Despite Japan's isolated adoption of unique and sometimes incompatible technological standards, often described as Galapagosization, the country still seems to be open game when it comes to banking malware. Attacks on online banking are nothing new in Japan and the country has dealt with several prominent cases in the last year. For instance Infostealer.Torpplar targeted confidential information that was specific to Japanese online banks and credit cards, and variants of Infostealer.Bankeiya utilized various methods including zero-day vulnerabilities and exploit kits to target Japanese users. Japan's National Police Agency reported that US$11,840,000 was stolen in 2013 as a result of cybercrime and, as of May 9, 2014, US$14,170,000 has been stolen, already surpassing last year’s total with still more than half a year to go.
Another infamous banking Trojan, Neverquest or Trojan.Snifula, has continued to evolve and develop new features to steal more confidential online banking information since we last wrote about it. Symantec has observed recent activity, specifically information stealing, from the banking Trojan over the last several months.
Our telemetry shows that since last December more than half of the occurrences of Snifula were in the United States or Japan.
Figure 1. Snifula occurrences by country
The graph seen in Figure 2 shows the number of Snifula infections per country over a one-month period and clearly indicates a noticeable spike in infections for Japan in late March.
Figure 2. Number of infections per country over a one-month period
As stated in our last Snifula blog, the threat has been evolving since 2006. Snifula includes many features for stealing confidential information from compromised computers including:
- Keystroke logging
- Screenshot and video capture
- Remote control
- Stored user name and password extraction
- Digital certificate theft
- Man-in-the-browser (MitB) attacks
Once Snifula has infected a computer, it downloads a configuration file from a command-and-control (C&C) server. The configuration file is specifically crafted for each target. For example, Figures 3, 4, and 5 show configuration files for the US, Germany, and Japan.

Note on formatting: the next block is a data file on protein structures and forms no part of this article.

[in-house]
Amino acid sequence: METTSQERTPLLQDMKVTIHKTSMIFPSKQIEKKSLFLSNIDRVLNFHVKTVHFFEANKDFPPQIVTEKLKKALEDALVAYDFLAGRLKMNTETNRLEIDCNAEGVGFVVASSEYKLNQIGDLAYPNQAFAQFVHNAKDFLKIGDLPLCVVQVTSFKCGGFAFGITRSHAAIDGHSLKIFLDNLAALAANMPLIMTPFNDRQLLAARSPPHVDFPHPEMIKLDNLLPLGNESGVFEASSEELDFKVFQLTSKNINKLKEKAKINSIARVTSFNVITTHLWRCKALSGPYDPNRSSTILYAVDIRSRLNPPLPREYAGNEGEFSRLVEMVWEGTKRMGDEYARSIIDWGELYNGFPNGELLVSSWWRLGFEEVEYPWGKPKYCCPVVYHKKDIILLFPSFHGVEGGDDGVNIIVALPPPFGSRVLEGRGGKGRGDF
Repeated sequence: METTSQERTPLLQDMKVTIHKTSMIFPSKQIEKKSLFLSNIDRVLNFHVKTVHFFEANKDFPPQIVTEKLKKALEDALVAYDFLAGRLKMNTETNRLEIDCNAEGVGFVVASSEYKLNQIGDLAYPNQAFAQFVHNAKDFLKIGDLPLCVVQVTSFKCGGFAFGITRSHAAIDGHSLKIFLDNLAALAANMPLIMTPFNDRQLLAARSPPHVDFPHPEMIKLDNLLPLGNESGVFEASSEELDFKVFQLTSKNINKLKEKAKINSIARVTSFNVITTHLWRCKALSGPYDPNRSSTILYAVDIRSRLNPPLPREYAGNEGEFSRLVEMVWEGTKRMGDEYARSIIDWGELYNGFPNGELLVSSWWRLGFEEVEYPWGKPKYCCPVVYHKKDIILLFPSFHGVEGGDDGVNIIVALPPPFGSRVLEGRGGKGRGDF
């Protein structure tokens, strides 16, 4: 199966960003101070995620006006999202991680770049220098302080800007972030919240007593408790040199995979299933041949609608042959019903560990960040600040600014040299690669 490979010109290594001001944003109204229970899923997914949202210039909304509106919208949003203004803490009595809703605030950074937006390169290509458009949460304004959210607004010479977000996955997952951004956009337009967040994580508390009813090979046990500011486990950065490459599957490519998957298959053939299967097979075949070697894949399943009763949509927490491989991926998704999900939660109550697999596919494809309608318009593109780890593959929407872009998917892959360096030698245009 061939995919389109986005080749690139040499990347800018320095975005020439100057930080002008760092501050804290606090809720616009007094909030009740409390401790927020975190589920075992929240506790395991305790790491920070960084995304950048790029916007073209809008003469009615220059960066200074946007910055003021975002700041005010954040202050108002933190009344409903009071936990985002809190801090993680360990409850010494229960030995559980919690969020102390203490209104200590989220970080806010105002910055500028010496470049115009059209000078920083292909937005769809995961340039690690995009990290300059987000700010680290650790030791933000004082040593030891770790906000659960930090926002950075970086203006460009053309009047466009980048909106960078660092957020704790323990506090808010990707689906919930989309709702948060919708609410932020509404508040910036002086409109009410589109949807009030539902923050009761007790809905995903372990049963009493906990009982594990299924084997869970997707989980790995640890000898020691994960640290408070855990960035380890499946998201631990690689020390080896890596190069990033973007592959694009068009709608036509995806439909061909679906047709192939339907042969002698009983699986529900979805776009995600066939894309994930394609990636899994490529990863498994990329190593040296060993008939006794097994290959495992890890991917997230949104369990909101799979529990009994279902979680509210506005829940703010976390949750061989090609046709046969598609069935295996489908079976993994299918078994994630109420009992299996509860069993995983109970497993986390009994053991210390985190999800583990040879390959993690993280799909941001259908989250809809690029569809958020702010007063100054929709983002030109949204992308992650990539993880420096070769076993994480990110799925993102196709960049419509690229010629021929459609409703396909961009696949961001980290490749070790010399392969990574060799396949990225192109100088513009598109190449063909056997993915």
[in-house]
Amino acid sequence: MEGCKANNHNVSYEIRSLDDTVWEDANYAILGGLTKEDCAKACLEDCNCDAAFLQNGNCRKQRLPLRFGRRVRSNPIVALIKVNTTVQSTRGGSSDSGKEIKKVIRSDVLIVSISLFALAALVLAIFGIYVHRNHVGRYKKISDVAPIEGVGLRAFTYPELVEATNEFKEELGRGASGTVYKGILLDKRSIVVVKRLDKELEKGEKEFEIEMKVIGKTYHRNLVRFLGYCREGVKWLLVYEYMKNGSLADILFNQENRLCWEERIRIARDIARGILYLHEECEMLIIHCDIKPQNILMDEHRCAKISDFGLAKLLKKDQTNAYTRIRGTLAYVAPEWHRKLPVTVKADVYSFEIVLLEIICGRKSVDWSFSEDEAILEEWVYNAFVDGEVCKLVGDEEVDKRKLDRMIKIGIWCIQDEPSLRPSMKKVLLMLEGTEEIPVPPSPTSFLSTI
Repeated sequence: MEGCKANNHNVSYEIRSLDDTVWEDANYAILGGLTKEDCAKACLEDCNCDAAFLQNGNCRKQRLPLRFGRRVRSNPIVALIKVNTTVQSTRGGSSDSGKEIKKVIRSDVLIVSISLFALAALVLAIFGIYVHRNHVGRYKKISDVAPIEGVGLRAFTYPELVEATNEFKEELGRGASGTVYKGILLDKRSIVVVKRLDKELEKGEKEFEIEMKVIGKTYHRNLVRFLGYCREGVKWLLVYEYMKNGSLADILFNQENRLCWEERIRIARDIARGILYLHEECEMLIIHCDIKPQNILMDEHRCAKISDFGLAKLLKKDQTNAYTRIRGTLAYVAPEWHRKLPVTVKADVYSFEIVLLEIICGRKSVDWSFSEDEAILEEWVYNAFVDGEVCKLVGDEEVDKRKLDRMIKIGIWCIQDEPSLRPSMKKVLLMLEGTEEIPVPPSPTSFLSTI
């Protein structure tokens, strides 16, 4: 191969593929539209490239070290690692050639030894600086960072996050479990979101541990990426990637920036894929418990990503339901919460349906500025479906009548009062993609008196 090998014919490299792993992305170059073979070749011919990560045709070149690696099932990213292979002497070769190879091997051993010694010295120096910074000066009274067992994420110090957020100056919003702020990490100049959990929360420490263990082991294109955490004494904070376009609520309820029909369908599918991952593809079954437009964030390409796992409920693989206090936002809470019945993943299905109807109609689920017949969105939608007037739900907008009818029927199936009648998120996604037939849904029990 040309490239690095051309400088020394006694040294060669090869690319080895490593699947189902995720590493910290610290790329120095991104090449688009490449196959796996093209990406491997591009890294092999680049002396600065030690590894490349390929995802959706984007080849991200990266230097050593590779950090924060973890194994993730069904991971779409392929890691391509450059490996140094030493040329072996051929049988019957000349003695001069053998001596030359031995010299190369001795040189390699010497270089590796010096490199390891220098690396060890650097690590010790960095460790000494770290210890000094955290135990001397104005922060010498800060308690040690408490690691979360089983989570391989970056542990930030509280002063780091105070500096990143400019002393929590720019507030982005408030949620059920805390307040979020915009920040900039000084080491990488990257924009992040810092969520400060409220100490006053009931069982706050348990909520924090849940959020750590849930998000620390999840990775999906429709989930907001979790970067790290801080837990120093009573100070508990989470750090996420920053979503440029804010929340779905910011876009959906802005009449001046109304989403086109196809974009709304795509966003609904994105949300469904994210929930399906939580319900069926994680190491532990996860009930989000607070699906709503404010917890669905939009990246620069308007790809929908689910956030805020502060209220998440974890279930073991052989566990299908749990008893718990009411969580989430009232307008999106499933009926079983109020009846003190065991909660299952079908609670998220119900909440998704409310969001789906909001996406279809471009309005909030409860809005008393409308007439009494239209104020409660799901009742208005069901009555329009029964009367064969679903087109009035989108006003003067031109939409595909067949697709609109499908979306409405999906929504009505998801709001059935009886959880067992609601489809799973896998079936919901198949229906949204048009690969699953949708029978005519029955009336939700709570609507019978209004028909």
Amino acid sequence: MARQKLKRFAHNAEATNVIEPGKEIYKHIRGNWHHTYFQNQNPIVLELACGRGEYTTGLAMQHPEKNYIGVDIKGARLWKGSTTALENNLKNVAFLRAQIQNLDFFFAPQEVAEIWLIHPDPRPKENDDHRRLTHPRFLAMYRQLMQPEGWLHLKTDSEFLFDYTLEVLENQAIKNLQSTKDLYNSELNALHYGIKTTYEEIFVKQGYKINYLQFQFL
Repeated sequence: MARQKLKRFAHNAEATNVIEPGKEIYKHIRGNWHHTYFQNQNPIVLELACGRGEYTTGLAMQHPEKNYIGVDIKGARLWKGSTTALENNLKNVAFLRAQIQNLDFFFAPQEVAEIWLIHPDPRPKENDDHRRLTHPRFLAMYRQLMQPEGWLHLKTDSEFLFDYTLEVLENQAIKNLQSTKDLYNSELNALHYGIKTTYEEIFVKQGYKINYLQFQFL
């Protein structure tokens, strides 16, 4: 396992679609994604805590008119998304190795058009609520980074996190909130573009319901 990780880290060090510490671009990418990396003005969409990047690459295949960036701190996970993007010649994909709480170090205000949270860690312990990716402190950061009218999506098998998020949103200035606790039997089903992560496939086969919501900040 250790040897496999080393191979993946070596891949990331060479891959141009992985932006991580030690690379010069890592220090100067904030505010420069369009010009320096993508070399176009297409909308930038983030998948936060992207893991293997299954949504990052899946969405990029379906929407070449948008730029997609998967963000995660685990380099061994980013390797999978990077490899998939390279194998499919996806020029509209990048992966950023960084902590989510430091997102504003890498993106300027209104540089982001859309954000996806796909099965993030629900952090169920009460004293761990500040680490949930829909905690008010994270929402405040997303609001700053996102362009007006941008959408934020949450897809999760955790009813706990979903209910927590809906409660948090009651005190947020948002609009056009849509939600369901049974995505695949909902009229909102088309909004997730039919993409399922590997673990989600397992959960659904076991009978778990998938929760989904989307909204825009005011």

Figure 3. Configuration file for the US
Figure 4. Configuration file for Germany
Figure 5. Configuration file for Japan
The configuration files mainly consist of two parts. The first part is code that is used for MitB attacks. This code is injected into target Web pages to display fake message that usually asks the user to input sensitive data such as personal information, Personal Identification Number (PIN), Transaction Authentication Number (TAN), External Transfer Password (ETP), Telephone Banking Password (TBP), One Time Password (OTP), answers to security questions, or any other information required for transferring money.
The second part of each configuration file consists of a list of strings. The threat monitors the Web pages users visit and starts logging when any of the strings in the configuration file matches with part of a URL or Web page content. There are no major differences between configurations for the US and Japan in terms of the list of strings. We can see around 400 strings related to social networking, customer relationship management, Web mail, messaging, cloud computing, storage, financial, online movie, photo sharing, and gaming services. It seems that most major online services, for both consumer and enterprise users, are covered.
The configuration file for Japan, used by this latest Snifula variant, lists only eight major Japanese financial institutions as targets, compared to ten listed in the German configuration file and more than 50 in the US file.
A total of eight Japanese financial services targeted by this particular Snifula variant may not sound like too many; however, we expect this to increase. Another financially motivated and well-known malware family, Trojan.Zbot, is known to target local banks that are less known outside of their regions. Because the source code for Zbot was leaked online, its successful methods and techniques are now public knowledge among the underground community. Because of this, we have little doubt that Snifula will be, or already has been, updated to target more Japanese financial services.
These days we rely on many online services for things such as finance, email, shopping, connecting with friends, and sharing data with others in both our business and personal lives. Unfortunately, these services are prime targets for the bad guys. To stay protected, Symantec recommends keeping your computer and security software up-to-date.
Symantec has the following detections in place to protect against this threat: